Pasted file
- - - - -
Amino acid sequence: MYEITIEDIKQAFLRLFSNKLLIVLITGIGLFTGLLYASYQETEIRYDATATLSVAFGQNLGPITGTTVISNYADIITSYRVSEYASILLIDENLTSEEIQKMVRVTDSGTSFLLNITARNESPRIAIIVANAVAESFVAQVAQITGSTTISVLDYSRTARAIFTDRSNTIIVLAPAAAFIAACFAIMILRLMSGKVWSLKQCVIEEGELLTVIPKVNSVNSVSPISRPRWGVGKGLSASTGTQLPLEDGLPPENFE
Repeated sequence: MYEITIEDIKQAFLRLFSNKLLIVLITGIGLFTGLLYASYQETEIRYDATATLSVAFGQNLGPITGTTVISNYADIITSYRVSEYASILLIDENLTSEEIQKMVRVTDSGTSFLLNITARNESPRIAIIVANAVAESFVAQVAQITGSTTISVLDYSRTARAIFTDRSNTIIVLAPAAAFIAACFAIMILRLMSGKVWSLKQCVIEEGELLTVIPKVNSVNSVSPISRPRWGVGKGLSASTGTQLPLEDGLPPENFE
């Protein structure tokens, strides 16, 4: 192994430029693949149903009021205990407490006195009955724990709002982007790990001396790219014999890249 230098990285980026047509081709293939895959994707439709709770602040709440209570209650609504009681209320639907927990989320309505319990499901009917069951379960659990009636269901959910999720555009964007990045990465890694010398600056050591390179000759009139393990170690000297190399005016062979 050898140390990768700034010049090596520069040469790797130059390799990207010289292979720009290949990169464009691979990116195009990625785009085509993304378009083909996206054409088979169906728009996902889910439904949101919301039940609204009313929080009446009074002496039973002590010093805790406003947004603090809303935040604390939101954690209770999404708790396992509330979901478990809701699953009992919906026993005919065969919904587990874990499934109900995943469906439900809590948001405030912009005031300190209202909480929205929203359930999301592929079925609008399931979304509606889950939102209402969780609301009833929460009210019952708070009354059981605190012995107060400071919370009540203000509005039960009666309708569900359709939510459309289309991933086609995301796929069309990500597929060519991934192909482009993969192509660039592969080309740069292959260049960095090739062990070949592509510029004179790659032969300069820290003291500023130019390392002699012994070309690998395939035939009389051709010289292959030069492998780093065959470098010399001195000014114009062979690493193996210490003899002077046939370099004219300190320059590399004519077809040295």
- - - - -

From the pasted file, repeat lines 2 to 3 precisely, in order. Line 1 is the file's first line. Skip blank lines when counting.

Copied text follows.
Repeated sequence: MYEITIEDIKQAFLRLFSNKLLIVLITGIGLFTGLLYASYQETEIRYDATATLSVAFGQNLGPITGTTVISNYADIITSYRVSEYASILLIDENLTSEEIQKMVRVTDSGTSFLLNITARNESPRIAIIVANAVAESFVAQVAQITGSTTISVLDYSRTARAIFTDRSNTIIVLAPAAAFIAACFAIMILRLMSGKVWSLKQCVIEEGELLTVIPKVNSVNSVSPISRPRWGVGKGLSASTGTQLPLEDGLPPENFE
């Protein structure tokens, strides 16, 4: 192994430029693949149903009021205990407490006195009955724990709002982007790990001396790219014999890249 230098990285980026047509081709293939895959994707439709709770602040709440209570209650609504009681209320639907927990989320309505319990499901009917069951379960659990009636269901959910999720555009964007990045990465890694010398600056050591390179000759009139393990170690000297190399005016062979 050898140390990768700034010049090596520069040469790797130059390799990207010289292979720009290949990169464009691979990116195009990625785009085509993304378009083909996206054409088979169906728009996902889910439904949101919301039940609204009313929080009446009074002496039973002590010093805790406003947004603090809303935040604390939101954690209770999404708790396992509330979901478990809701699953009992919906026993005919065969919904587990874990499934109900995943469906439900809590948001405030912009005031300190209202909480929205929203359930999301592929079925609008399931979304509606889950939102209402969780609301009833929460009210019952708070009354059981605190012995107060400071919370009540203000509005039960009666309708569900359709939510459309289309991933086609995301796929069309990500597929060519991934192909482009993969192509660039592969080309740069292959260049960095090739062990070949592509510029004179790659032969300069820290003291500023130019390392002699012994070309690998395939035939009389051709010289292959030069492998780093065959470098010399001195000014114009062979690493193996210490003899002077046939370099004219300190320059590399004519077809040295």